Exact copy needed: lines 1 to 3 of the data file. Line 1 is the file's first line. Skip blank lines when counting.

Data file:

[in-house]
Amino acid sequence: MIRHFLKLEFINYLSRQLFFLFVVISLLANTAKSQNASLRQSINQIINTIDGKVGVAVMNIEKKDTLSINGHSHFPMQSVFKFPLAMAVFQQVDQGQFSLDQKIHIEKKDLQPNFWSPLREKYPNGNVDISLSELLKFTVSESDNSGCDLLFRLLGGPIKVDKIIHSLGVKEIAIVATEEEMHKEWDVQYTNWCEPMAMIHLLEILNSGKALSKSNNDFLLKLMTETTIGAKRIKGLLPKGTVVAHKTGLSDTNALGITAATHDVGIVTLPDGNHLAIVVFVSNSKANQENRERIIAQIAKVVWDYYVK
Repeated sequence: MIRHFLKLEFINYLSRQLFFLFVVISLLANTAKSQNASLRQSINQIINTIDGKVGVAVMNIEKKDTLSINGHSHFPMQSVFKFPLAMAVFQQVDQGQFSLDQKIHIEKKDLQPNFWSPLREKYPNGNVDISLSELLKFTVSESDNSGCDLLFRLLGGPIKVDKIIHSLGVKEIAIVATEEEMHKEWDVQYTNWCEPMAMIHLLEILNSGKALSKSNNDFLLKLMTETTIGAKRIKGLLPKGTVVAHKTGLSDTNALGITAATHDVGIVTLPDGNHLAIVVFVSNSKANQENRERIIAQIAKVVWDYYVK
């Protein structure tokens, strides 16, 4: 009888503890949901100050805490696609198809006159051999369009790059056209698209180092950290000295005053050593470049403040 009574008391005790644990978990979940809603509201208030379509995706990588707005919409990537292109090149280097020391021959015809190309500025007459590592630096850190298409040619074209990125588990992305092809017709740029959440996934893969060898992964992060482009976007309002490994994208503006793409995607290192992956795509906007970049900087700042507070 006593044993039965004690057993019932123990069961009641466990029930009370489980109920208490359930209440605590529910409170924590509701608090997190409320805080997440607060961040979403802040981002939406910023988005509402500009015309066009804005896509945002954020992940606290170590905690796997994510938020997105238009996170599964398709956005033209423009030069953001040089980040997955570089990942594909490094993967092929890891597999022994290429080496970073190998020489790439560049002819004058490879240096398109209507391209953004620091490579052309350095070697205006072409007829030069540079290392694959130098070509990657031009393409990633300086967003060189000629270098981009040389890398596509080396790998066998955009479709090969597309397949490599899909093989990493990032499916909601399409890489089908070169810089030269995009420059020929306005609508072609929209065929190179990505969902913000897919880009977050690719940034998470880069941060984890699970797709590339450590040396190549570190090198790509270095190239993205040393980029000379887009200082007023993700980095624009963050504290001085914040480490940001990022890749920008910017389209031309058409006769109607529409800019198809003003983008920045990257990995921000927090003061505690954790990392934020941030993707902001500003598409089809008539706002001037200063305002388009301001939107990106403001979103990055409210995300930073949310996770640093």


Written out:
[in-house]
Amino acid sequence: MIRHFLKLEFINYLSRQLFFLFVVISLLANTAKSQNASLRQSINQIINTIDGKVGVAVMNIEKKDTLSINGHSHFPMQSVFKFPLAMAVFQQVDQGQFSLDQKIHIEKKDLQPNFWSPLREKYPNGNVDISLSELLKFTVSESDNSGCDLLFRLLGGPIKVDKIIHSLGVKEIAIVATEEEMHKEWDVQYTNWCEPMAMIHLLEILNSGKALSKSNNDFLLKLMTETTIGAKRIKGLLPKGTVVAHKTGLSDTNALGITAATHDVGIVTLPDGNHLAIVVFVSNSKANQENRERIIAQIAKVVWDYYVK
Repeated sequence: MIRHFLKLEFINYLSRQLFFLFVVISLLANTAKSQNASLRQSINQIINTIDGKVGVAVMNIEKKDTLSINGHSHFPMQSVFKFPLAMAVFQQVDQGQFSLDQKIHIEKKDLQPNFWSPLREKYPNGNVDISLSELLKFTVSESDNSGCDLLFRLLGGPIKVDKIIHSLGVKEIAIVATEEEMHKEWDVQYTNWCEPMAMIHLLEILNSGKALSKSNNDFLLKLMTETTIGAKRIKGLLPKGTVVAHKTGLSDTNALGITAATHDVGIVTLPDGNHLAIVVFVSNSKANQENRERIIAQIAKVVWDYYVK